Green light evokes maximum phase shifts in the locomotor activity rhythm of the field mouse Mus booduga
Journal/Book: J Photochem Photobiol B. 1996; 33: 79-82.
Abstract: The effect of pulses of different monochromatic light wavelengths was investigated on the circadian locomotor activity rhythm of the tropical rodent Mus booduga. Blue (480 nm), green (549 nm) and red (649 nm) light were used for pulses at circadian time (CT) 14 and 20, the maximum delay and advance eliciting phases of the white light phase response curve (PRC). All three wavelengths evoked qualitatively similar responses in terms of the signs of the phase shifts. Contrary to the results obtained in rabbits and bats, M. Booduga does not exhibit differential responses to different light wavelengths at various phases. This prompts us to speculate on the existence of a single class of photoreceptors for all light wavelengths. The responses of these animals to three different energy levels (5, 25 and 50 microW cm2) of these light wavelengths were also studied and these showed quantitative differences. Green light evoked larger phase shifts in terms of both delays and advances compared with red light (P 0.1 at both CTs). However, it failed to exhibit an energy-dependent increase in the magnitude of the phase shifts. In contrast, red light evoked an energy-dependent increase in the magnitude of the phase shifts of both CT 14 and CT 20 and blue light at CT 14 alone. It is speculated that the threshold level for perceiving green light may be lower than the energy levels used and hence saturation would have been reached at 5 microW cm-2. For red light, it is possible that this threshold is at a much higher level. This explains the failure to exhibit an energy-dependent increase by green light and the systematic increase by red light.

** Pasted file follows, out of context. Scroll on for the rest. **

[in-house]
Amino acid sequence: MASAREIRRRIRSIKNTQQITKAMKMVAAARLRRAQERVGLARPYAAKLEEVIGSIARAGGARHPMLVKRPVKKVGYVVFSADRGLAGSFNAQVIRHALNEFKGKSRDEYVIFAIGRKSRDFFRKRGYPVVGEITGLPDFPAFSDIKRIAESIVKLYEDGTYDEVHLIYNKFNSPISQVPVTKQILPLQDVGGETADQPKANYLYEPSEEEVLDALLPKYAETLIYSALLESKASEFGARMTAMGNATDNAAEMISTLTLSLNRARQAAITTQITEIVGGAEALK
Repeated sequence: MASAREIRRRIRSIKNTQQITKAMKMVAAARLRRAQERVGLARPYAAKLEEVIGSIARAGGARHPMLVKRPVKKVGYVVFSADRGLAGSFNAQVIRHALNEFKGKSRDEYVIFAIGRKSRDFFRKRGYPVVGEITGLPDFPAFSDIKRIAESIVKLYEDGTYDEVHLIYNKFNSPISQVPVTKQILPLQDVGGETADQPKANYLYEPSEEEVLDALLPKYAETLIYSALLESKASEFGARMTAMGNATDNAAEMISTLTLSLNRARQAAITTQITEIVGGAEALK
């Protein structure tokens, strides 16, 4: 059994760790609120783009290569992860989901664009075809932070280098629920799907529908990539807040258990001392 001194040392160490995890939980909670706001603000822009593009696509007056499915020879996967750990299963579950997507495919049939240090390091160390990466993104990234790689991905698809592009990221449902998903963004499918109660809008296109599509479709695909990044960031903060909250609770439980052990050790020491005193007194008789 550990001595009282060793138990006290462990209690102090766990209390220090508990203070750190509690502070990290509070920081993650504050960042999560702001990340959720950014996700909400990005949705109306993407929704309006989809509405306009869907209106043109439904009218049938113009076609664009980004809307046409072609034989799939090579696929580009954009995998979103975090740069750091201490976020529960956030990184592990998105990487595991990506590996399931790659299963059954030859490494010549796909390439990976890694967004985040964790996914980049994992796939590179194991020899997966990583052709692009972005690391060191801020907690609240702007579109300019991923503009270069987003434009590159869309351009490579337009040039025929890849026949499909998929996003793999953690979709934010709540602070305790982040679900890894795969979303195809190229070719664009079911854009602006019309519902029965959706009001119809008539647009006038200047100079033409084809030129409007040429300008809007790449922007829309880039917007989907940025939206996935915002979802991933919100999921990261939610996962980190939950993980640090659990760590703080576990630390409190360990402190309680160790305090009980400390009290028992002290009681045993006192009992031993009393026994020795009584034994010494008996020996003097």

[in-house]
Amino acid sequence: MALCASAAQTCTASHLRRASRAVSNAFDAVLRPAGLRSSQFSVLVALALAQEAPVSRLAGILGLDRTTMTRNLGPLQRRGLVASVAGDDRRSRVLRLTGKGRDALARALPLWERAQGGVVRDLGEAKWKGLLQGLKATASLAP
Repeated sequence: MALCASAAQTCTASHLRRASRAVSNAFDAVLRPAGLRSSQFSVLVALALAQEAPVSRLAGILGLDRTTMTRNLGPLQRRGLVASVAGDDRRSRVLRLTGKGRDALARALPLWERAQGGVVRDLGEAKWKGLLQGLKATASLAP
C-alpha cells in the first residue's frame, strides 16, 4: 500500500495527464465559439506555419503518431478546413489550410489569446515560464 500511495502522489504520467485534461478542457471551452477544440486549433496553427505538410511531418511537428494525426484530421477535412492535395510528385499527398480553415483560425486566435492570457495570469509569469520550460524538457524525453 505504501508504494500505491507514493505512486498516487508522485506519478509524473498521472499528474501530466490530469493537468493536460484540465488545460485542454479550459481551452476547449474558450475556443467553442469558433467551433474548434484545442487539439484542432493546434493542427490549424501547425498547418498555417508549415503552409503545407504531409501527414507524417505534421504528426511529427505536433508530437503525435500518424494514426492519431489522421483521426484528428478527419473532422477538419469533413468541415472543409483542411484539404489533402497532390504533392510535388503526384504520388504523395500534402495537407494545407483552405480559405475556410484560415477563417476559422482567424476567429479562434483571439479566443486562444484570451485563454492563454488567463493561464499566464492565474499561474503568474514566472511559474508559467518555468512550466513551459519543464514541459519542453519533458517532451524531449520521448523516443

Keyword(s): Circadian Rhythm [radiation effects]; Light; Motor Activity [radiation effects]